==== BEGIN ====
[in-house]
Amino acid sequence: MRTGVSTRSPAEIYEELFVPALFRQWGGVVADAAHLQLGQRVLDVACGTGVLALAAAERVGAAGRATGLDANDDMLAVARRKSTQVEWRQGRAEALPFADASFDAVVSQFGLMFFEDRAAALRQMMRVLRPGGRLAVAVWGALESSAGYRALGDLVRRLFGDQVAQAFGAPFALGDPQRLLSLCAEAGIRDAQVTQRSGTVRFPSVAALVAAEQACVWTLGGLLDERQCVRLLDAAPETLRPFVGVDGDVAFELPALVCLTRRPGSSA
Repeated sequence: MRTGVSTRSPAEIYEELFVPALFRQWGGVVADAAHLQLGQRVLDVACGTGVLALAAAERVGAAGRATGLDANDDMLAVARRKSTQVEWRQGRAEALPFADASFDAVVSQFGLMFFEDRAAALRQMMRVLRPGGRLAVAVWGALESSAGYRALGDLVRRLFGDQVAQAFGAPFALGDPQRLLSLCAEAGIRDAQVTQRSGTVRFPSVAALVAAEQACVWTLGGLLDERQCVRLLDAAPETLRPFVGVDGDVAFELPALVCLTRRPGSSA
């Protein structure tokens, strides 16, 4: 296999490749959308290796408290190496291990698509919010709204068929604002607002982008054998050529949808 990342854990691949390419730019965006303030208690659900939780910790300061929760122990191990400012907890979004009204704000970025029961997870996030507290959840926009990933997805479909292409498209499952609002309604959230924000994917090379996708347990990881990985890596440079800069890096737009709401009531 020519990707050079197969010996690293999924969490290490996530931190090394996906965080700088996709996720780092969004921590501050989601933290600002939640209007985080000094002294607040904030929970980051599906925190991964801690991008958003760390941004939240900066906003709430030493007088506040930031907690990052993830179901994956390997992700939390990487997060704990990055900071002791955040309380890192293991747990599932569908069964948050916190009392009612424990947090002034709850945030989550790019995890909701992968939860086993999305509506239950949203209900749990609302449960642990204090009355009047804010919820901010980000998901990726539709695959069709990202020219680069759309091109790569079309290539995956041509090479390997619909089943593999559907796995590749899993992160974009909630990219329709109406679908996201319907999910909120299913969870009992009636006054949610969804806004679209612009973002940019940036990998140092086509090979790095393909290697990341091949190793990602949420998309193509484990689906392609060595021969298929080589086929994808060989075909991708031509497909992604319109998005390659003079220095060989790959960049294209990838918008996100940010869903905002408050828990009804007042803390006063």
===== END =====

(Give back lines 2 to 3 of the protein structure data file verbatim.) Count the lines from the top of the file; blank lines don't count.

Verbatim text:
Amino acid sequence: MRTGVSTRSPAEIYEELFVPALFRQWGGVVADAAHLQLGQRVLDVACGTGVLALAAAERVGAAGRATGLDANDDMLAVARRKSTQVEWRQGRAEALPFADASFDAVVSQFGLMFFEDRAAALRQMMRVLRPGGRLAVAVWGALESSAGYRALGDLVRRLFGDQVAQAFGAPFALGDPQRLLSLCAEAGIRDAQVTQRSGTVRFPSVAALVAAEQACVWTLGGLLDERQCVRLLDAAPETLRPFVGVDGDVAFELPALVCLTRRPGSSA
Repeated sequence: MRTGVSTRSPAEIYEELFVPALFRQWGGVVADAAHLQLGQRVLDVACGTGVLALAAAERVGAAGRATGLDANDDMLAVARRKSTQVEWRQGRAEALPFADASFDAVVSQFGLMFFEDRAAALRQMMRVLRPGGRLAVAVWGALESSAGYRALGDLVRRLFGDQVAQAFGAPFALGDPQRLLSLCAEAGIRDAQVTQRSGTVRFPSVAALVAAEQACVWTLGGLLDERQCVRLLDAAPETLRPFVGVDGDVAFELPALVCLTRRPGSSA